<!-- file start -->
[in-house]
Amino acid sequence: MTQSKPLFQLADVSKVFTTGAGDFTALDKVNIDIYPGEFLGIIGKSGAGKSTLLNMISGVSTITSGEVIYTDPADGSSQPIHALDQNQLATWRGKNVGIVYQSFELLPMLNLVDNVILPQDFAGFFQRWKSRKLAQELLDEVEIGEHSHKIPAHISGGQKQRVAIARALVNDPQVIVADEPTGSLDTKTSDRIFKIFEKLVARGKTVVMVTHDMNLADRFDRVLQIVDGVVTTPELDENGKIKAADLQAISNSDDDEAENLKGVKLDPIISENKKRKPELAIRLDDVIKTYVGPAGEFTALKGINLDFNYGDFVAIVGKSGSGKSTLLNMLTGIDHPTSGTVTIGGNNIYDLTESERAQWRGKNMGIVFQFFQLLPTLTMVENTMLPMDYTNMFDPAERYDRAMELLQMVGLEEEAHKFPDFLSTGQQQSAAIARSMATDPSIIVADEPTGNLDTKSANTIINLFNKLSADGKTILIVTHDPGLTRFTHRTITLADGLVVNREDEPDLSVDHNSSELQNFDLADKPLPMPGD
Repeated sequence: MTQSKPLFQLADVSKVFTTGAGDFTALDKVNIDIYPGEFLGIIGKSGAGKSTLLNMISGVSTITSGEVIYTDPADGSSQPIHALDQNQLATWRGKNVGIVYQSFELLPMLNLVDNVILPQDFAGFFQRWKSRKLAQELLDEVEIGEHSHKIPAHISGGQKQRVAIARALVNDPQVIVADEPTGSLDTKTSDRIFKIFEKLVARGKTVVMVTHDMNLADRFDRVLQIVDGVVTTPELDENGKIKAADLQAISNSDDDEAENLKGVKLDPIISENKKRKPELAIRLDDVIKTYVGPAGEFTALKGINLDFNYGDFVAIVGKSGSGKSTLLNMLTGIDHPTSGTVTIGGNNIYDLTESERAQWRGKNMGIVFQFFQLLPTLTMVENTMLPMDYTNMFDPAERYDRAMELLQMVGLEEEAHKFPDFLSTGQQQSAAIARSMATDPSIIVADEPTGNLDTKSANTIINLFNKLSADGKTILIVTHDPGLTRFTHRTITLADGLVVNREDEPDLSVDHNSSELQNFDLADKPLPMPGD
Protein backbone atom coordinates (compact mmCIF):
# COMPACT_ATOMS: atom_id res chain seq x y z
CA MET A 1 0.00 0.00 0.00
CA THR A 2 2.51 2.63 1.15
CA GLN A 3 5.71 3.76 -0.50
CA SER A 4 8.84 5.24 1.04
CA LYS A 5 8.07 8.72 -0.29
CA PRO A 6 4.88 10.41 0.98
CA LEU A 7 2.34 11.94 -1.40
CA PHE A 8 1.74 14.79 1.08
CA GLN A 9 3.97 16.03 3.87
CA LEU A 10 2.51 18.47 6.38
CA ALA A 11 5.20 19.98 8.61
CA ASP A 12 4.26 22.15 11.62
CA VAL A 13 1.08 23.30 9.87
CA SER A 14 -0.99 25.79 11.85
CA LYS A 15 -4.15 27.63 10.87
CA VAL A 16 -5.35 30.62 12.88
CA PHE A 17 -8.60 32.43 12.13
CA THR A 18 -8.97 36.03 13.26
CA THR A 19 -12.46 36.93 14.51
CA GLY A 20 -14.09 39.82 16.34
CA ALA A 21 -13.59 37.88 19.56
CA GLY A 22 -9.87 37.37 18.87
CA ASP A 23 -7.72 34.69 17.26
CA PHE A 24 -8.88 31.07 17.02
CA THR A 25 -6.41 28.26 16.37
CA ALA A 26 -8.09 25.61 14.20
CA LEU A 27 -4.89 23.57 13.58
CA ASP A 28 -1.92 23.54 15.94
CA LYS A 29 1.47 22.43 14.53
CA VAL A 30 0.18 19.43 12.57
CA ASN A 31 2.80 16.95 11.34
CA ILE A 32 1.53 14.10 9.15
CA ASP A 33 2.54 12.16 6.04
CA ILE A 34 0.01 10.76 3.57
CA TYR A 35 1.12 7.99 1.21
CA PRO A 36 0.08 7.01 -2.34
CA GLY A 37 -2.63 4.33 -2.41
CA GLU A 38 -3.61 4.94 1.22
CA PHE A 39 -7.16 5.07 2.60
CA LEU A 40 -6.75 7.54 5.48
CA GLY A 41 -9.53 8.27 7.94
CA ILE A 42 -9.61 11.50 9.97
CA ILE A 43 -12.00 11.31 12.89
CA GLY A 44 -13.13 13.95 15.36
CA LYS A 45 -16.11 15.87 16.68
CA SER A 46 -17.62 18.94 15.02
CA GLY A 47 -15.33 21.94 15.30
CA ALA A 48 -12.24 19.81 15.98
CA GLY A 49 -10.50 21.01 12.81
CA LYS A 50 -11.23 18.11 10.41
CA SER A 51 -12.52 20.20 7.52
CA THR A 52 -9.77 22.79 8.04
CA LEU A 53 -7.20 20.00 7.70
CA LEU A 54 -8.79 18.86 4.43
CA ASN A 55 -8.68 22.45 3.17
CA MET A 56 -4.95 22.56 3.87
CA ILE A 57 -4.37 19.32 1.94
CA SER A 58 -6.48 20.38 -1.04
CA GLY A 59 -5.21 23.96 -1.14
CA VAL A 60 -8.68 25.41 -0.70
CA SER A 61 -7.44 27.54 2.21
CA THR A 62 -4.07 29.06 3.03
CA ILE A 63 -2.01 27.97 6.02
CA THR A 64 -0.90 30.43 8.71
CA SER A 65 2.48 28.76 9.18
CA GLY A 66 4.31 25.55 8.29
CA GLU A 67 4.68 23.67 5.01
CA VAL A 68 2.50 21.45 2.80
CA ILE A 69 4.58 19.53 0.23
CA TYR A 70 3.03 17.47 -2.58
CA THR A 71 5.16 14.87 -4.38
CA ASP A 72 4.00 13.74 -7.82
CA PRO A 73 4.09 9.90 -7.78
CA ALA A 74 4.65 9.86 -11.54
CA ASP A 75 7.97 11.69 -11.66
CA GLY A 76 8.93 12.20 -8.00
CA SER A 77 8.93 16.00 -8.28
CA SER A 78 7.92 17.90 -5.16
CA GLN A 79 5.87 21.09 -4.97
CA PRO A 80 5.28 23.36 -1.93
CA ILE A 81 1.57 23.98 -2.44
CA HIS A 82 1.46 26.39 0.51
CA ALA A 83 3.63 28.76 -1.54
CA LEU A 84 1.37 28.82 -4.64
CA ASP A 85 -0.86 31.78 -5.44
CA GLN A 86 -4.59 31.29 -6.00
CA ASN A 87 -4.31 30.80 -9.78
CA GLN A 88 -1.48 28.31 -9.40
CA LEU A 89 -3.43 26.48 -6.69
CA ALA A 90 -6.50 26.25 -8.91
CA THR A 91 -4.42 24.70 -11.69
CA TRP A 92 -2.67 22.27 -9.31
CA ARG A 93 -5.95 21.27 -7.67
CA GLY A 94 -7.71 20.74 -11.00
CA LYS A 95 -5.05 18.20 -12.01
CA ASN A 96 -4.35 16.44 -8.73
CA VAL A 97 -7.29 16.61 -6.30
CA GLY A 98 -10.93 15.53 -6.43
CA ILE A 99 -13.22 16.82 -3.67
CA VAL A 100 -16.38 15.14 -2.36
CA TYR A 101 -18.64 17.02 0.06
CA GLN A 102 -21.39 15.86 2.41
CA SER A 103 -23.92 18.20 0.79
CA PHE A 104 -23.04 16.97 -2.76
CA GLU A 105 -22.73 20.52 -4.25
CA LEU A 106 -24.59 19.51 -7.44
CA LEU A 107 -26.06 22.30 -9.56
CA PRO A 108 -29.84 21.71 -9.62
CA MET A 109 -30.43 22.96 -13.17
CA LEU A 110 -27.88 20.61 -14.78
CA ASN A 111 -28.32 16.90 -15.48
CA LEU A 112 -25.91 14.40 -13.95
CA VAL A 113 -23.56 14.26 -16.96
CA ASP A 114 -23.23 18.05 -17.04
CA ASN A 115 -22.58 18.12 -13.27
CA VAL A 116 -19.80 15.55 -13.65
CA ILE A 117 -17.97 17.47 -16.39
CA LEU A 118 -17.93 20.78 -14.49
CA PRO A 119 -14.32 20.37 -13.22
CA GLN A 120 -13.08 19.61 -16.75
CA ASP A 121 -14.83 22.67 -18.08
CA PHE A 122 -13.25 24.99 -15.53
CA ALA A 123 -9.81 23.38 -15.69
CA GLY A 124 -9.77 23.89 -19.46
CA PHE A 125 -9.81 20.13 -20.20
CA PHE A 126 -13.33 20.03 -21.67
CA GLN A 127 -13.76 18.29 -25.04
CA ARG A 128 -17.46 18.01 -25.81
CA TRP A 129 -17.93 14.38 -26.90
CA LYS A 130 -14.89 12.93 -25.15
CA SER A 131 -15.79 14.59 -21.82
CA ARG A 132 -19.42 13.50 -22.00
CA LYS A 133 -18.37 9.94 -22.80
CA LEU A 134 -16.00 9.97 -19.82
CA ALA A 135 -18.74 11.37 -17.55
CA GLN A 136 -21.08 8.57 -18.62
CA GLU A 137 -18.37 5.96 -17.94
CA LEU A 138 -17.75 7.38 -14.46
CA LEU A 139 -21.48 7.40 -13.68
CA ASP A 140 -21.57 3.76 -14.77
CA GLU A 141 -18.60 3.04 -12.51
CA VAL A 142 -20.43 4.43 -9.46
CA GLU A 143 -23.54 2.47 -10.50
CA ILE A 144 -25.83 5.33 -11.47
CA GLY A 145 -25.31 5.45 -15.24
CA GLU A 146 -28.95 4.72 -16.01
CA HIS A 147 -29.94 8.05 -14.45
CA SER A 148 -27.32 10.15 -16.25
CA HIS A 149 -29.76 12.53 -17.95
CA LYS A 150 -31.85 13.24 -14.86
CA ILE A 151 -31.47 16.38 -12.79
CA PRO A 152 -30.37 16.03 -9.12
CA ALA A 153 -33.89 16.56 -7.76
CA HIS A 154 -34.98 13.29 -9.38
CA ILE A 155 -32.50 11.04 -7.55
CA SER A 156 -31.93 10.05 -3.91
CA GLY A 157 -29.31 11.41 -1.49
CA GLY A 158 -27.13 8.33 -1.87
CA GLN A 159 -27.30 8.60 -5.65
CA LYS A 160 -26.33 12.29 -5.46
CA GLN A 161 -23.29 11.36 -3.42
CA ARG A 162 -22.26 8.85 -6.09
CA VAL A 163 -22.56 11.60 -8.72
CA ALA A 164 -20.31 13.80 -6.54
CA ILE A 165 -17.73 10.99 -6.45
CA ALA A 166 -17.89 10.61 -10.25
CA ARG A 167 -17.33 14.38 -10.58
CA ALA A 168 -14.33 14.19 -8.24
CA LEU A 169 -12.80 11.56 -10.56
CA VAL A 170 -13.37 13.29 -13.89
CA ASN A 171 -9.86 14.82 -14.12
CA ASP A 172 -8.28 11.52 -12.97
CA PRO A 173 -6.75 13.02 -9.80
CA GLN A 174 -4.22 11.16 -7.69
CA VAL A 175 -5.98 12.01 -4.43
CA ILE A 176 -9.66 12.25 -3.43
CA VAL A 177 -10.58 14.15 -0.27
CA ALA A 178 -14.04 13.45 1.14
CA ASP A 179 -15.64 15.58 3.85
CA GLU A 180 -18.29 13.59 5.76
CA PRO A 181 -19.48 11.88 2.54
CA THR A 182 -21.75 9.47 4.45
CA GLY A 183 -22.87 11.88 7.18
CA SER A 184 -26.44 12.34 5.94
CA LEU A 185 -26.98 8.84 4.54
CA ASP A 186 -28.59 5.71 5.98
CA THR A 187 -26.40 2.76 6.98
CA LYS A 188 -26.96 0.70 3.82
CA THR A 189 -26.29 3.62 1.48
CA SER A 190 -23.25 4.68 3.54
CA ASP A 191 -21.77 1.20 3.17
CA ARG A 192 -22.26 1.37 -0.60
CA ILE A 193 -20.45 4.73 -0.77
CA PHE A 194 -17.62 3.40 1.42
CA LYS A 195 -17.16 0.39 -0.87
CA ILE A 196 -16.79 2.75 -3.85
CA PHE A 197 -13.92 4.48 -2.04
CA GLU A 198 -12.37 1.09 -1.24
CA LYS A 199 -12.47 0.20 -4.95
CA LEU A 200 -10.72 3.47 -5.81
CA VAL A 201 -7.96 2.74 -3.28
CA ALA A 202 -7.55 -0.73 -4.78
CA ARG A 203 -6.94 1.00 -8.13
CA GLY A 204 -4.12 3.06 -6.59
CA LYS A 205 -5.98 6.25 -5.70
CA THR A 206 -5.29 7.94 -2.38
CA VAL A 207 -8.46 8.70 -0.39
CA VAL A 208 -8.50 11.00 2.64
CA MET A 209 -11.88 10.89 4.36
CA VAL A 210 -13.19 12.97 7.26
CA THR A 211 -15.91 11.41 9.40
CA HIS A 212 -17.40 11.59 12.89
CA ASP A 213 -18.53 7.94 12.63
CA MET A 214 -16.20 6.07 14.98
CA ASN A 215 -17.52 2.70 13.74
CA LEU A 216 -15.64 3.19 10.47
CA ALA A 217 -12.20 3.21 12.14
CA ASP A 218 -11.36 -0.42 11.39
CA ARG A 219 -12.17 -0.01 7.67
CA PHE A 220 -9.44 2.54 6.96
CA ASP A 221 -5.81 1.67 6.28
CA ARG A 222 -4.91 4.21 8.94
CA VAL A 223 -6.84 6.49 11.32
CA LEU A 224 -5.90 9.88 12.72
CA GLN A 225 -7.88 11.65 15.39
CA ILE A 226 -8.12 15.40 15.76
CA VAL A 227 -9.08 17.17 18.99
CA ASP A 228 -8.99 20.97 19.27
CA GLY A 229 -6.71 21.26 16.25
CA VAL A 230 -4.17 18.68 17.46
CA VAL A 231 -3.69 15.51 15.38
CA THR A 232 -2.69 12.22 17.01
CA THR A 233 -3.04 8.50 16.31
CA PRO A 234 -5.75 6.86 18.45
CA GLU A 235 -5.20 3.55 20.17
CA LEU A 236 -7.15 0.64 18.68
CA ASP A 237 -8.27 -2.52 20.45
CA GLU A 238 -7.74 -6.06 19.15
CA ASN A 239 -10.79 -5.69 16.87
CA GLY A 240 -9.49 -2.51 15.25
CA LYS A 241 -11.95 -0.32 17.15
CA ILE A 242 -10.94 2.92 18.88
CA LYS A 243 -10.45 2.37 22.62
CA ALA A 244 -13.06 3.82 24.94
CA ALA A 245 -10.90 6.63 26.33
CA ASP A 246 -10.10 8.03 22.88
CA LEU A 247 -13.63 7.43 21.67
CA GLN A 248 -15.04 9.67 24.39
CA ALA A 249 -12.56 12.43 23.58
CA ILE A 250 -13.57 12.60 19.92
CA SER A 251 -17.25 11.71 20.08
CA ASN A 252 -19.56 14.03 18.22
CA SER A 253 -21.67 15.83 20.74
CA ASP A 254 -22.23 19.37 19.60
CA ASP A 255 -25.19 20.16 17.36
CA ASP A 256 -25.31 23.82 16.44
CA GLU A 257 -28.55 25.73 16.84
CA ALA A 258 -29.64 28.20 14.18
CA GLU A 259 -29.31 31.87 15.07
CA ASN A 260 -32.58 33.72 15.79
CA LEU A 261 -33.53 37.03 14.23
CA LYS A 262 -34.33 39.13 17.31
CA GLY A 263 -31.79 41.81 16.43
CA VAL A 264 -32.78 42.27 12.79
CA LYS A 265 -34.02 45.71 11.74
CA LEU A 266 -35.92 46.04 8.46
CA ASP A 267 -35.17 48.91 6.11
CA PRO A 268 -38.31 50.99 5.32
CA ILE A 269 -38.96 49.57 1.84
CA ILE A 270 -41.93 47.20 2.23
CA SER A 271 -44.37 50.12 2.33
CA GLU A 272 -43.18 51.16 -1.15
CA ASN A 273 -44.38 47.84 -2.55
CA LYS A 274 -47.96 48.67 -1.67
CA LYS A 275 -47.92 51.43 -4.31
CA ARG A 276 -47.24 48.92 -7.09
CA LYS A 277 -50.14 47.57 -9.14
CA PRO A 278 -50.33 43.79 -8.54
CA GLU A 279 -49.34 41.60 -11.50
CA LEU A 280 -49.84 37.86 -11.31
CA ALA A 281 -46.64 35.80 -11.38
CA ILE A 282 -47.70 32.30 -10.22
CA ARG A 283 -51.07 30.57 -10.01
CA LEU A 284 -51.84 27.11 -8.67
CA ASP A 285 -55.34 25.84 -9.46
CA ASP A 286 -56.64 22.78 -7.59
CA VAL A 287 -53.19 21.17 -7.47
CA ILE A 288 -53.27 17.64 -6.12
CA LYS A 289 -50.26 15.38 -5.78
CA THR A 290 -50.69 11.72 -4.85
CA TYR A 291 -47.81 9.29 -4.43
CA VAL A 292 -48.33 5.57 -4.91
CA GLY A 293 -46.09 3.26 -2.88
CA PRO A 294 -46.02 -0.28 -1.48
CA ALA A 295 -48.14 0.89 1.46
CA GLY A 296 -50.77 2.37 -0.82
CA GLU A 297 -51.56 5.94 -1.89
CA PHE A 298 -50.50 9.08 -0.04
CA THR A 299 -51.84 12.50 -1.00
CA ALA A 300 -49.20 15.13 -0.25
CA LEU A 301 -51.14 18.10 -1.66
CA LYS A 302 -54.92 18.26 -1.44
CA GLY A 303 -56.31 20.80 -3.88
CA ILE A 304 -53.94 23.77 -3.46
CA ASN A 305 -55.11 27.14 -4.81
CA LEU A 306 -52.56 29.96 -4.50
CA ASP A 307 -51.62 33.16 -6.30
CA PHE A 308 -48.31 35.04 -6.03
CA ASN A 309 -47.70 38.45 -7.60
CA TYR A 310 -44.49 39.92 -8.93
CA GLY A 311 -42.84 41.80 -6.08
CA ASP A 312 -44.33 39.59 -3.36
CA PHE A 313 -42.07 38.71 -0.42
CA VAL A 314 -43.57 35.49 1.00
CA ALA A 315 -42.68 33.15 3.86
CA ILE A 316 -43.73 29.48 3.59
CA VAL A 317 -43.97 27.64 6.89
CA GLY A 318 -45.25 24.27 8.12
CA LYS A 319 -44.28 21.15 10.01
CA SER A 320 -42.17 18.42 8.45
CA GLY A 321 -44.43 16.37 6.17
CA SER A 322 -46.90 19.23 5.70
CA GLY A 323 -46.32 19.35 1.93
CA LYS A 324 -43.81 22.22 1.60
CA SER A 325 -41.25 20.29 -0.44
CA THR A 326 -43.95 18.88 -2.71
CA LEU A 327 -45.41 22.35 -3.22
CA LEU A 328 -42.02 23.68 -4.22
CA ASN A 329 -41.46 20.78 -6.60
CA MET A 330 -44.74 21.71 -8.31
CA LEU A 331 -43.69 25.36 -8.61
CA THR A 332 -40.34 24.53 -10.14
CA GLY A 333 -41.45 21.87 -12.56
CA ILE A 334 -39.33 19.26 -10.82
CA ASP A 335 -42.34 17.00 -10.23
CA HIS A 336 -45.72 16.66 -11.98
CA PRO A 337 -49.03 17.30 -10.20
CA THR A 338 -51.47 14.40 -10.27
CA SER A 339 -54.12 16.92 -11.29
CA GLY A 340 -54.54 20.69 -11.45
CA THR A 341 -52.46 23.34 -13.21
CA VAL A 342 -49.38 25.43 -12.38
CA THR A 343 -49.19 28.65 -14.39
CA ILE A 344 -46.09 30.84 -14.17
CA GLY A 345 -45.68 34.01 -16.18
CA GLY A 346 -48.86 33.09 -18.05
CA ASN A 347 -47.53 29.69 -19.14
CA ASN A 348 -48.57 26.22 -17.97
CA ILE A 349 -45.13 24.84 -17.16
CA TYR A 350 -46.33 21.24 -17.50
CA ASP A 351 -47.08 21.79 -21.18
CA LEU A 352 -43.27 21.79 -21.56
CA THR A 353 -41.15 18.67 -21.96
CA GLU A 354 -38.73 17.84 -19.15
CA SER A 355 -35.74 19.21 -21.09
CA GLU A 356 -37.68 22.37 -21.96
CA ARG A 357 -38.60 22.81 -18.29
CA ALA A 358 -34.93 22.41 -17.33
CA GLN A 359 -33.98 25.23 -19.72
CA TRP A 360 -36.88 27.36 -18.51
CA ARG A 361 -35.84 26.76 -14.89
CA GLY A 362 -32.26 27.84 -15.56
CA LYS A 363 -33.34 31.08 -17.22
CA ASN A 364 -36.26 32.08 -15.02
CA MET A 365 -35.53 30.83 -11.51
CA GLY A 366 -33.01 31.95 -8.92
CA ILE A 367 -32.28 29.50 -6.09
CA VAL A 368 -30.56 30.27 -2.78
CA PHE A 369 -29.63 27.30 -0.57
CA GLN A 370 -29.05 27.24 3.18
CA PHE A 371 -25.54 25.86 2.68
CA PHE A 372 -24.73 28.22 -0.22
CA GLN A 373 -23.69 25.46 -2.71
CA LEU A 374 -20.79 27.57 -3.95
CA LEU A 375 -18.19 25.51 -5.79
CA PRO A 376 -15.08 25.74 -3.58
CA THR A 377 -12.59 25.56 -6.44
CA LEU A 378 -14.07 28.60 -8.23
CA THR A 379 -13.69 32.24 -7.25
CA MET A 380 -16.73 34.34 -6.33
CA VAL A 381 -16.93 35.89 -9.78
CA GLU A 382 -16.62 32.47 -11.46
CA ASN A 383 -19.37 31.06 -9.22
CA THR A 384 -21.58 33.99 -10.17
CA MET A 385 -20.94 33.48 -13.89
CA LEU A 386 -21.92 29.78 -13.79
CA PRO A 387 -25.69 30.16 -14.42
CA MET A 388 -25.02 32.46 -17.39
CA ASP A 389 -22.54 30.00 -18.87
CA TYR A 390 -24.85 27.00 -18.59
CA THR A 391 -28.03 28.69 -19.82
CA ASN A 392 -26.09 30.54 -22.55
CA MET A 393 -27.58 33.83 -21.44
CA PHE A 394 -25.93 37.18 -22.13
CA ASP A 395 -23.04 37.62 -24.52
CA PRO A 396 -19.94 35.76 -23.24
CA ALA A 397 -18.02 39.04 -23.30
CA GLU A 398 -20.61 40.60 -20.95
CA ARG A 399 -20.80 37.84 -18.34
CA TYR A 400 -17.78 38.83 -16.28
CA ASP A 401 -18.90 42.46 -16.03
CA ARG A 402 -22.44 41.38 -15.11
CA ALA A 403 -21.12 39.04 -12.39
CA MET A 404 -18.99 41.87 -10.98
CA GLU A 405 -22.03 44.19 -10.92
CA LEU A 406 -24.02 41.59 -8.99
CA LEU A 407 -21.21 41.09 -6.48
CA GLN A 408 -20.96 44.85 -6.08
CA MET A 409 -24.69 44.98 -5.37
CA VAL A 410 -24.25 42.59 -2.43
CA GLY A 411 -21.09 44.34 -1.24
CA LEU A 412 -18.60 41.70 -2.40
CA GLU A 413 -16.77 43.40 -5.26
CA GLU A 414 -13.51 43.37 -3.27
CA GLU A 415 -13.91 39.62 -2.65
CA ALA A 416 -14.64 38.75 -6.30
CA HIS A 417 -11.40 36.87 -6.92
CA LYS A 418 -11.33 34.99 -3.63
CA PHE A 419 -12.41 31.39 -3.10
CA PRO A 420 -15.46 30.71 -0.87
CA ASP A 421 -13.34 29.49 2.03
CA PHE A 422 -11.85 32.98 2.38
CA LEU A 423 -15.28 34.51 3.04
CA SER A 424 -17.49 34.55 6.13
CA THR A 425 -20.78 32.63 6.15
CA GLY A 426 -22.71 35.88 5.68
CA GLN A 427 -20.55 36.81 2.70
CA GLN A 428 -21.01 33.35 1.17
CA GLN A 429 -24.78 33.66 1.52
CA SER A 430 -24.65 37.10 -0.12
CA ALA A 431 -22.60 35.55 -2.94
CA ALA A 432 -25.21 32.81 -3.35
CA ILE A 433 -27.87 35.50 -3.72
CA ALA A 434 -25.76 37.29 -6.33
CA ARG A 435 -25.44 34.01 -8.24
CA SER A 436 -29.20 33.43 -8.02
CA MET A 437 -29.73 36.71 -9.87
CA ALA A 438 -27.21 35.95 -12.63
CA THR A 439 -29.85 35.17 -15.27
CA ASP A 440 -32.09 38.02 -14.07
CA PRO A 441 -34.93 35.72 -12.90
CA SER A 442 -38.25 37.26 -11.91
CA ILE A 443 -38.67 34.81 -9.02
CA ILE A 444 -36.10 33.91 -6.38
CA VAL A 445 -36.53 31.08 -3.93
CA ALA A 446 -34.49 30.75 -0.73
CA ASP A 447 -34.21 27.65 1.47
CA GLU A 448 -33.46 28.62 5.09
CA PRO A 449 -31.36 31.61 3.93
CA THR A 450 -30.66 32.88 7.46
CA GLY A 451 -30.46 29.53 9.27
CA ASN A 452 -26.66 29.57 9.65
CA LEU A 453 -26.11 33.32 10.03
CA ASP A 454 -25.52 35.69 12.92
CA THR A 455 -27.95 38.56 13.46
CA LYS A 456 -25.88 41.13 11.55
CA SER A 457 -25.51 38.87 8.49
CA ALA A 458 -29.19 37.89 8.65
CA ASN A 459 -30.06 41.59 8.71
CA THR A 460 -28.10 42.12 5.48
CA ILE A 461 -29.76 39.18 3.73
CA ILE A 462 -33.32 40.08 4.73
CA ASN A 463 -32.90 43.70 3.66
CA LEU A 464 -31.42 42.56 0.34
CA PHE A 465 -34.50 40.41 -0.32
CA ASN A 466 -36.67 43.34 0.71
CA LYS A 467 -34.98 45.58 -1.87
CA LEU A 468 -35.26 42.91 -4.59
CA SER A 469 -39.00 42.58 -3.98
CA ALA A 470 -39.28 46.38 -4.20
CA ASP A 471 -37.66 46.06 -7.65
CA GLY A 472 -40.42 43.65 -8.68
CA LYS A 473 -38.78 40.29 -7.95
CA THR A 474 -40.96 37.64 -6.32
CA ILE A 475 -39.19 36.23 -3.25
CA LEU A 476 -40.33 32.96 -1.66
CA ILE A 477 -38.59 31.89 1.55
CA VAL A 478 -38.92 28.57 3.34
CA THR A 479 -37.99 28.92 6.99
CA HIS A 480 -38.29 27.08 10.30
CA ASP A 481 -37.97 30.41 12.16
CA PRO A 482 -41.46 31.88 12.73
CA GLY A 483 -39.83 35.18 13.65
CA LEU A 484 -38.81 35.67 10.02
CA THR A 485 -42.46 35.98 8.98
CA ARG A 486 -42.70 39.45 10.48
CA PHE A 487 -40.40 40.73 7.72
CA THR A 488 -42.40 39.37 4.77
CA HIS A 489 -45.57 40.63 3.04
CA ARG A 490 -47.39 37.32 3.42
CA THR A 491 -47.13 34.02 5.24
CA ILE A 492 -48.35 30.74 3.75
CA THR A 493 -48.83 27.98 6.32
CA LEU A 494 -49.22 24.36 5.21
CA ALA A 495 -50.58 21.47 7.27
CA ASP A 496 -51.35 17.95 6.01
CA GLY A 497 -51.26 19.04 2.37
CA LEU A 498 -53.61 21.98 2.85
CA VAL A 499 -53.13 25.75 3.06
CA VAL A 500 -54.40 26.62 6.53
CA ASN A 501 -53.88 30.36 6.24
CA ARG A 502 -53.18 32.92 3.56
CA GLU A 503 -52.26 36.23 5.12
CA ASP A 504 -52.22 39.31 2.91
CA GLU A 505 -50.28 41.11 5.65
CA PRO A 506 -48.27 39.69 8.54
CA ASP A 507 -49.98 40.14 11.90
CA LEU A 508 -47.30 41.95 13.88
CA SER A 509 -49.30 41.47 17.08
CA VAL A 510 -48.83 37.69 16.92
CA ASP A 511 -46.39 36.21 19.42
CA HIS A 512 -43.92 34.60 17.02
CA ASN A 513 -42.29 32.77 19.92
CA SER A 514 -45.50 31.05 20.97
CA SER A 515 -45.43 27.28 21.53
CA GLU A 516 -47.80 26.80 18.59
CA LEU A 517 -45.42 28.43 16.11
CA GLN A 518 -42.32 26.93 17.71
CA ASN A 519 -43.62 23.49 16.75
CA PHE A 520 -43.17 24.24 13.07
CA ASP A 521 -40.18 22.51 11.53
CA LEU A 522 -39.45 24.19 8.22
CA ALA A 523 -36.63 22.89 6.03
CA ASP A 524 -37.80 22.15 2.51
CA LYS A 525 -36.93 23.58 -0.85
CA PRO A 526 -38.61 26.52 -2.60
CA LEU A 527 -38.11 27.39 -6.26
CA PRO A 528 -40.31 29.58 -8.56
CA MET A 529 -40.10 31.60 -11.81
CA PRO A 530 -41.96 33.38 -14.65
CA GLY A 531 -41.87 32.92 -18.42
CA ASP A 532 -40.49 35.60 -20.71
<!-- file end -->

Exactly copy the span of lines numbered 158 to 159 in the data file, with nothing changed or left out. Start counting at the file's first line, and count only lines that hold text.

CA ALA A 153 -33.89 16.56 -7.76
CA HIS A 154 -34.98 13.29 -9.38